I also really enjoyed the "motherly" theme of the book. Phillip's journey through life begins without a mother, he inherits an inadequate aunt as a mother-figure, he encounters a passionless mother in Mildred, finds admirable and pitiable motherly qualities in Mrs. Athelny, and ends up with a woman who is always described as "maternal." I found it interesting to follow that thread throughout the book.
I was surprised by the ending because it didn't really seem to fit in with the rest of Phillip's life. However, upon re-reading the section of Phillip's "epiphany" about life, it all seems to work out correctly.
Before reading this book it may be helpful to read a brief bio of Maugham so it's easier to see the parallels and the symbolism that he employs throughout the work which bridge the gaps between the fiction and the reality.
The most interesting and emotionally difficult portions of the book to read are those when Philip is experiencing pain and grief through his relationship with Mildred. The account of this relationship is by far the most powerful writing in the book because it is the most raw and honest. It is not hard to imagine the author, and or yourself, in a similar situation feeling the exact pain and anger that his fictitious character tries to weave his way through.
Maugham is certainly not the best writer I have ever read. His prose is straight forward and not to dynamic but what he lacks in showmanship he more than makes up for in this ability to observe the range of human emotions that all people feel at some point in their life. The themes of lose and hardship are plentiful through this book, and many people get hung up them, but I think that the true point is Maugham's desire to show that it all comes out in the wash. That humans are resilient animals and the pain of yesterday is forgotten with the joy of today.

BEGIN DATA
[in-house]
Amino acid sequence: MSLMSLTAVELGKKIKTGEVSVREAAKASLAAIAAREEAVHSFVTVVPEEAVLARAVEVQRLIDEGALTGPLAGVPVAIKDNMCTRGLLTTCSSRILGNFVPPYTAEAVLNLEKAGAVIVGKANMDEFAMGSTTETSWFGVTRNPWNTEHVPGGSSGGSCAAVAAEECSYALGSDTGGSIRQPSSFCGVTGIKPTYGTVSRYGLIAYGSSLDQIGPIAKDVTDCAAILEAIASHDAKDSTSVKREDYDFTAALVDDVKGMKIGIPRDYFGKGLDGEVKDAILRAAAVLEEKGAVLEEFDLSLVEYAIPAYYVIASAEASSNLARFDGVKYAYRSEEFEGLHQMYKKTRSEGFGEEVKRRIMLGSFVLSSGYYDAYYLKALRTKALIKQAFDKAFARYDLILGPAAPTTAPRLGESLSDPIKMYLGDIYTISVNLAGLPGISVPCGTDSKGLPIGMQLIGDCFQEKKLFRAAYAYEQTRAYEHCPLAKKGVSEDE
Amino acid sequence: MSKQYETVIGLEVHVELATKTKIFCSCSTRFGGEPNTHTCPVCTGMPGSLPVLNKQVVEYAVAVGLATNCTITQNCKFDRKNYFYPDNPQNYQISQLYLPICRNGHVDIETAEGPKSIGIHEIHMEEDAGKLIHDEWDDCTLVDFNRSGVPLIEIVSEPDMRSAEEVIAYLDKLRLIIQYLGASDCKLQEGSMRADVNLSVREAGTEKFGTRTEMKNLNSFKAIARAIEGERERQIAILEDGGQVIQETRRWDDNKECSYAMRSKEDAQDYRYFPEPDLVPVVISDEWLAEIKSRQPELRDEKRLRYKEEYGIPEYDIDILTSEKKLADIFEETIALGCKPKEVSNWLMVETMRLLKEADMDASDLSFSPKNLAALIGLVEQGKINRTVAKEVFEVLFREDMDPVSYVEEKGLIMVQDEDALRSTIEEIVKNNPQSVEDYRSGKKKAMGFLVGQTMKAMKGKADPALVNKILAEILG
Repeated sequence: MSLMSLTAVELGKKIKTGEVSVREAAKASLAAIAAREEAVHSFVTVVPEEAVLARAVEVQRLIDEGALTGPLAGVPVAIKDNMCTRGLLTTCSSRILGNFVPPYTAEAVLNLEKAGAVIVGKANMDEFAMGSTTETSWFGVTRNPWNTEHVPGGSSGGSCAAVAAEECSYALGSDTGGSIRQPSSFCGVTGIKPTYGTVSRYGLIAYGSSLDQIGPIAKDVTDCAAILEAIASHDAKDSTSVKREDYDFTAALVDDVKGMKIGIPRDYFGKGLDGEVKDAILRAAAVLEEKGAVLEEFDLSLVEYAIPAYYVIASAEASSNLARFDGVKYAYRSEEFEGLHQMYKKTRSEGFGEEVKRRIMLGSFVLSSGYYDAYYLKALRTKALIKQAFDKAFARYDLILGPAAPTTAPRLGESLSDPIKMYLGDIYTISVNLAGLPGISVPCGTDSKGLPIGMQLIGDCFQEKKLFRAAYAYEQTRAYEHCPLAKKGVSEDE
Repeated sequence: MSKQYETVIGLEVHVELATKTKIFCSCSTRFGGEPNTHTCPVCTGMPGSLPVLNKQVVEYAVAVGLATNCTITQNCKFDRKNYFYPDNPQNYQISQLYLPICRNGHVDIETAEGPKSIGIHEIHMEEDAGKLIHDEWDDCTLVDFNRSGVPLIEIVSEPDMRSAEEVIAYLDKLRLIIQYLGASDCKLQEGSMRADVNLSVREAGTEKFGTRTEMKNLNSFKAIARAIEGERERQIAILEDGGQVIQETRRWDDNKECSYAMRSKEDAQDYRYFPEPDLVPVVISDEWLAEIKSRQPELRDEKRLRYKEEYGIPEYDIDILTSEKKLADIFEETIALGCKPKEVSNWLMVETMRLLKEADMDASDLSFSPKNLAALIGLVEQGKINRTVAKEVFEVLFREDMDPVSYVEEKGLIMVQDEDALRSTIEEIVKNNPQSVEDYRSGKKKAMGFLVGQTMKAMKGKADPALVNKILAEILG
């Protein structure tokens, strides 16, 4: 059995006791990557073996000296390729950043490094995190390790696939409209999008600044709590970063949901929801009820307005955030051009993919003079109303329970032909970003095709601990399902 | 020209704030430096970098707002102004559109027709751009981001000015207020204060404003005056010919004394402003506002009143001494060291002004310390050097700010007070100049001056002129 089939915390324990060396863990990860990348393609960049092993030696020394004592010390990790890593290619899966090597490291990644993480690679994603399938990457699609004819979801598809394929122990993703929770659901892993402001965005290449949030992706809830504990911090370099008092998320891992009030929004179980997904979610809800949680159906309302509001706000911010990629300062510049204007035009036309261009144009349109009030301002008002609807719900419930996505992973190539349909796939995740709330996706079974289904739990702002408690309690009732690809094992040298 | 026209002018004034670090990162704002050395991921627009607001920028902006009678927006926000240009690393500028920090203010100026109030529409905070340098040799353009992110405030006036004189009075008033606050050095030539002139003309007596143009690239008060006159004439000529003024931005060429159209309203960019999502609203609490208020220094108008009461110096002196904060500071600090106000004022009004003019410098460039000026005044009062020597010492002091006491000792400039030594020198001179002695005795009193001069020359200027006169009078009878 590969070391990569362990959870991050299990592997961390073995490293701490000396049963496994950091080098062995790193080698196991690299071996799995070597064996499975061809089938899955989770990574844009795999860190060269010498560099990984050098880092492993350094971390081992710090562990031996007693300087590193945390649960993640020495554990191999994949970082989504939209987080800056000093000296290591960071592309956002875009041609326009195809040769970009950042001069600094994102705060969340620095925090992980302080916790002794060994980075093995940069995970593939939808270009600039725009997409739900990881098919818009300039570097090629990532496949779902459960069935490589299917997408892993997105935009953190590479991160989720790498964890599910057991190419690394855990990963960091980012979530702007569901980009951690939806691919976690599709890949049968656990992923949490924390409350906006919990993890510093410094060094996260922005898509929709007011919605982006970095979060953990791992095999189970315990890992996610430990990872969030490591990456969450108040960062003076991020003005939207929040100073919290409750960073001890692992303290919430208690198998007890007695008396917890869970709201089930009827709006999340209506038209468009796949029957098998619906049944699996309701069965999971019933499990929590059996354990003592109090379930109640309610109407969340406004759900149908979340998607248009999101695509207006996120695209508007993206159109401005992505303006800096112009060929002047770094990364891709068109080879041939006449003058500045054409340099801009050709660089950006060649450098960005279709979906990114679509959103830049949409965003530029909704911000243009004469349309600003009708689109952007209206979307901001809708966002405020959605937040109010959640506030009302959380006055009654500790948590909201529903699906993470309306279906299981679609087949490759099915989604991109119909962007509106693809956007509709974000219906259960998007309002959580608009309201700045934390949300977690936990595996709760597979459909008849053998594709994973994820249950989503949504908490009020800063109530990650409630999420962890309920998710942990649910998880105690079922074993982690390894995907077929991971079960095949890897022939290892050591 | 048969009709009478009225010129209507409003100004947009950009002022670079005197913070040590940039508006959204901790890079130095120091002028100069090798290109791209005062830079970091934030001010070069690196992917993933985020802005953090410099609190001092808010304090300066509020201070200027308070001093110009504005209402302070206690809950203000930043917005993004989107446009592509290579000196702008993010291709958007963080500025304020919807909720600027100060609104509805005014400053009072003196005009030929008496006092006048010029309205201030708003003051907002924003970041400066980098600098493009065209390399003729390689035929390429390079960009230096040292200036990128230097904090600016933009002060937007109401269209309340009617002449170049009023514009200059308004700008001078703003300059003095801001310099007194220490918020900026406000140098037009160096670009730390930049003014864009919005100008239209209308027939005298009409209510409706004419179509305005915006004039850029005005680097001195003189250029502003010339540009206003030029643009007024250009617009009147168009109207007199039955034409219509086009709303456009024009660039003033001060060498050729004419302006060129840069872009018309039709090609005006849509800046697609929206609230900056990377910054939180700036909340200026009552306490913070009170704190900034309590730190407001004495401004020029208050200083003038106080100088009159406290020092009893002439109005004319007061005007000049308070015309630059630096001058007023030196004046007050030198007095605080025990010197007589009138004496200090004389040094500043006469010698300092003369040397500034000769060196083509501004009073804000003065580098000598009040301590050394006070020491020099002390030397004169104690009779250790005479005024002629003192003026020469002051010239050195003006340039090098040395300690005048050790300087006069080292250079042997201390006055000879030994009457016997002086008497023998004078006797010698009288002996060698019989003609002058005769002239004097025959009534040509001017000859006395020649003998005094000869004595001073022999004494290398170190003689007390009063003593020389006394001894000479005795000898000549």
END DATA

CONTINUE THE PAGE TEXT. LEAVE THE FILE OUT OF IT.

This is no doubt a classic piece of literature that deserves not only reading but study.
Most recent customer reviews
This book is a long read and it has a few dull parts. I kept reading it because I became attached to Philip the protagonist who branches off to find his own way in the world. Read morePublished 5 months ago by MS
This work of literary art pulled me onward, causing to unfold in my imagination the creation of Philip Carey's world - Maugham's reality. Read morePublished 15 months ago by Laurel Phillips
No wonder this book is a classic. A bit slow to start but starts rolling along about 1/3 in. Rich character portrayal and interesting circumstances that make you understand the... Read morePublished 22 months ago by q_theparrotwhoownsme
Somerset Maugham's style is beautifully simple, presenting a non-pretentious narrative about the life and ambitions of Philip Carey. Read morePublished on Aug. 7 2013 by Dr Joe Noon
I was amazed when I read of Human Bondage again after many years....just how much
more I read into it...... Read more
This has to be, along with EAST OF EDEN and Capote's OTHER VOICES, OTHER ROOMS, one of my favorite books. It's extremely long but goes quickly and the story is fascinating. Read morePublished on July 27 2004
I got frustrated with this book in the middle. It was a bit tedious to read at times b/c it required all my focus. But in the end, it was worth it. Read morePublished on Nov. 17 2003 by Alicia Walker
If W. Somerset Maugham's intent in writing "Of Human Bondage" was to instill the desire in his reader to see Philip Carey (the book's protagonist) bludgeoned with a blunt object,... Read morePublished on Aug. 12 2003 by brewster22